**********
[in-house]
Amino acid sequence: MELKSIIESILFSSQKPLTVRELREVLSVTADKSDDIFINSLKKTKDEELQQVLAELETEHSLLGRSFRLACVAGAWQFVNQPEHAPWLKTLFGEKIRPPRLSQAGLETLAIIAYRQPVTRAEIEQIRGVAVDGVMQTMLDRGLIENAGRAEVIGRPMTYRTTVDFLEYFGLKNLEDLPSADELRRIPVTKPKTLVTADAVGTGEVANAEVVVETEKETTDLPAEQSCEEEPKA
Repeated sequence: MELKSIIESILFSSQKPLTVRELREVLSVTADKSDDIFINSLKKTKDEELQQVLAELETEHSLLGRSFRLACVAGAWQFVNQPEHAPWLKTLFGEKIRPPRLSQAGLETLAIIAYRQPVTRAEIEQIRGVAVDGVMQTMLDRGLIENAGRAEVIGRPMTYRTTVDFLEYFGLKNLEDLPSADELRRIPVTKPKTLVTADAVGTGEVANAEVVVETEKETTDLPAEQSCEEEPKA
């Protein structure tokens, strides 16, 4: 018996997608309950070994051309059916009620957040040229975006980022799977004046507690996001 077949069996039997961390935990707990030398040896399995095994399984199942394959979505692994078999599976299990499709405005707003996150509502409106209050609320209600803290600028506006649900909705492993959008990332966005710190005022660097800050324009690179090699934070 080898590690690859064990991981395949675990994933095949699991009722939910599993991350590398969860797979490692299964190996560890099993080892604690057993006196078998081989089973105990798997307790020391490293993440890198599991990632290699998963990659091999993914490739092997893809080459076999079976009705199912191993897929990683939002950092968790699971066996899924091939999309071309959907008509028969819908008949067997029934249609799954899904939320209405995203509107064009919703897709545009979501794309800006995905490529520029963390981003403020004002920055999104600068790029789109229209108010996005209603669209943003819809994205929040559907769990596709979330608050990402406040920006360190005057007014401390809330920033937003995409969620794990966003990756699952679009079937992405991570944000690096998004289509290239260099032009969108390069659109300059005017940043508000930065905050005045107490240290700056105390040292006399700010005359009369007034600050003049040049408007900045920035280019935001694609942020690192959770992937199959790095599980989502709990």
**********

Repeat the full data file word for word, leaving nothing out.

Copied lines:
[in-house]
Amino acid sequence: MELKSIIESILFSSQKPLTVRELREVLSVTADKSDDIFINSLKKTKDEELQQVLAELETEHSLLGRSFRLACVAGAWQFVNQPEHAPWLKTLFGEKIRPPRLSQAGLETLAIIAYRQPVTRAEIEQIRGVAVDGVMQTMLDRGLIENAGRAEVIGRPMTYRTTVDFLEYFGLKNLEDLPSADELRRIPVTKPKTLVTADAVGTGEVANAEVVVETEKETTDLPAEQSCEEEPKA
Repeated sequence: MELKSIIESILFSSQKPLTVRELREVLSVTADKSDDIFINSLKKTKDEELQQVLAELETEHSLLGRSFRLACVAGAWQFVNQPEHAPWLKTLFGEKIRPPRLSQAGLETLAIIAYRQPVTRAEIEQIRGVAVDGVMQTMLDRGLIENAGRAEVIGRPMTYRTTVDFLEYFGLKNLEDLPSADELRRIPVTKPKTLVTADAVGTGEVANAEVVVETEKETTDLPAEQSCEEEPKA
């Protein structure tokens, strides 16, 4: 018996997608309950070994051309059916009620957040040229975006980022799977004046507690996001 077949069996039997961390935990707990030398040896399995095994399984199942394959979505692994078999599976299990499709405005707003996150509502409106209050609320209600803290600028506006649900909705492993959008990332966005710190005022660097800050324009690179090699934070 080898590690690859064990991981395949675990994933095949699991009722939910599993991350590398969860797979490692299964190996560890099993080892604690057993006196078998081989089973105990798997307790020391490293993440890198599991990632290699998963990659091999993914490739092997893809080459076999079976009705199912191993897929990683939002950092968790699971066996899924091939999309071309959907008509028969819908008949067997029934249609799954899904939320209405995203509107064009919703897709545009979501794309800006995905490529520029963390981003403020004002920055999104600068790029789109229209108010996005209603669209943003819809994205929040559907769990596709979330608050990402406040920006360190005057007014401390809330920033937003995409969620794990966003990756699952679009079937992405991570944000690096998004289509290239260099032009969108390069659109300059005017940043508000930065905050005045107490240290700056105390040292006399700010005359009369007034600050003049040049408007900045920035280019935001694609942020690192959770992937199959790095599980989502709990």